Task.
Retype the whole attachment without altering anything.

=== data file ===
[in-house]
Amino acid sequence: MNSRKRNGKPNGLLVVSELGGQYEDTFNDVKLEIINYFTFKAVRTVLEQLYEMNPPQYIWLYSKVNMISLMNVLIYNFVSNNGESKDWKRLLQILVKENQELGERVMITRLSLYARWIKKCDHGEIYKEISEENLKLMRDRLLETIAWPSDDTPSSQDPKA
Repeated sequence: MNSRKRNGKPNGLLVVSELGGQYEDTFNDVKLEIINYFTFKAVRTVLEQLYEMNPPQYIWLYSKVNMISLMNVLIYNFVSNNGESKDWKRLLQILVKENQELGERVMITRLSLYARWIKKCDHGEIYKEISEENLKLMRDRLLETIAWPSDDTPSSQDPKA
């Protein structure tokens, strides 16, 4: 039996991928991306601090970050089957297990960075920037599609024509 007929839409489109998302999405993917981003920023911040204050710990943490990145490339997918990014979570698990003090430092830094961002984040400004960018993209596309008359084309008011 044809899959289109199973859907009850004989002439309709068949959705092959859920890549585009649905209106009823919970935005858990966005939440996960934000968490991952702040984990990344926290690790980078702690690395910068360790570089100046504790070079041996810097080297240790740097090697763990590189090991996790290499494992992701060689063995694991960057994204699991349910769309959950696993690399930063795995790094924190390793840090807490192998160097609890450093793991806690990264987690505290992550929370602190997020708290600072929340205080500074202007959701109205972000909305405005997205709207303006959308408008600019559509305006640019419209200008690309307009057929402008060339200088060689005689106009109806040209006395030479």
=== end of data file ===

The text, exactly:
[in-house]
Amino acid sequence: MNSRKRNGKPNGLLVVSELGGQYEDTFNDVKLEIINYFTFKAVRTVLEQLYEMNPPQYIWLYSKVNMISLMNVLIYNFVSNNGESKDWKRLLQILVKENQELGERVMITRLSLYARWIKKCDHGEIYKEISEENLKLMRDRLLETIAWPSDDTPSSQDPKA
Repeated sequence: MNSRKRNGKPNGLLVVSELGGQYEDTFNDVKLEIINYFTFKAVRTVLEQLYEMNPPQYIWLYSKVNMISLMNVLIYNFVSNNGESKDWKRLLQILVKENQELGERVMITRLSLYARWIKKCDHGEIYKEISEENLKLMRDRLLETIAWPSDDTPSSQDPKA
């Protein structure tokens, strides 16, 4: 039996991928991306601090970050089957297990960075920037599609024509 007929839409489109998302999405993917981003920023911040204050710990943490990145490339997918990014979570698990003090430092830094961002984040400004960018993209596309008359084309008011 044809899959289109199973859907009850004989002439309709068949959705092959859920890549585009649905209106009823919970935005858990966005939440996960934000968490991952702040984990990344926290690790980078702690690395910068360790570089100046504790070079041996810097080297240790740097090697763990590189090991996790290499494992992701060689063995694991960057994204699991349910769309959950696993690399930063795995790094924190390793840090807490192998160097609890450093793991806690990264987690505290992550929370602190997020708290600072929340205080500074202007959701109205972000909305405005997205709207303006959308408008600019559509305006640019419209200008690309307009057929402008060339200088060689005689106009109806040209006395030479």